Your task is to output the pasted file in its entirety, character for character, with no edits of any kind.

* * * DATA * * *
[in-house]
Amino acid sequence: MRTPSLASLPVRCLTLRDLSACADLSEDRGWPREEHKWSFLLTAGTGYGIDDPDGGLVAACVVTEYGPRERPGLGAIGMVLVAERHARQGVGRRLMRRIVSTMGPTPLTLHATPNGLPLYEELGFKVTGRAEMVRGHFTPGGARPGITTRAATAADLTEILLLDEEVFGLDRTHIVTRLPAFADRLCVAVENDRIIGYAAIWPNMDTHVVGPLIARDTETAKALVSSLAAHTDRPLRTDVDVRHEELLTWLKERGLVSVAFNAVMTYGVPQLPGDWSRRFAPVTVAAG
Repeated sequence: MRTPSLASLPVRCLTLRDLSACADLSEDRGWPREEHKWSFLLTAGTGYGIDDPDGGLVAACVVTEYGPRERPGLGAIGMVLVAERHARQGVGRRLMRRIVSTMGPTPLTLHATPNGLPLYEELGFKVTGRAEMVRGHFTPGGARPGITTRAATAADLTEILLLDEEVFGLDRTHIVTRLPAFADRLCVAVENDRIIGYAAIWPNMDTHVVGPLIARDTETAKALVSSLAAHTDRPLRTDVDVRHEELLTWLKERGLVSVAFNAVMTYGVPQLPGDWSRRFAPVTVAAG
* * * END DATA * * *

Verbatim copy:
[in-house]
Amino acid sequence: MRTPSLASLPVRCLTLRDLSACADLSEDRGWPREEHKWSFLLTAGTGYGIDDPDGGLVAACVVTEYGPRERPGLGAIGMVLVAERHARQGVGRRLMRRIVSTMGPTPLTLHATPNGLPLYEELGFKVTGRAEMVRGHFTPGGARPGITTRAATAADLTEILLLDEEVFGLDRTHIVTRLPAFADRLCVAVENDRIIGYAAIWPNMDTHVVGPLIARDTETAKALVSSLAAHTDRPLRTDVDVRHEELLTWLKERGLVSVAFNAVMTYGVPQLPGDWSRRFAPVTVAAG
Repeated sequence: MRTPSLASLPVRCLTLRDLSACADLSEDRGWPREEHKWSFLLTAGTGYGIDDPDGGLVAACVVTEYGPRERPGLGAIGMVLVAERHARQGVGRRLMRRIVSTMGPTPLTLHATPNGLPLYEELGFKVTGRAEMVRGHFTPGGARPGITTRAATAADLTEILLLDEEVFGLDRTHIVTRLPAFADRLCVAVENDRIIGYAAIWPNMDTHVVGPLIARDTETAKALVSSLAAHTDRPLRTDVDVRHEELLTWLKERGLVSVAFNAVMTYGVPQLPGDWSRRFAPVTVAAG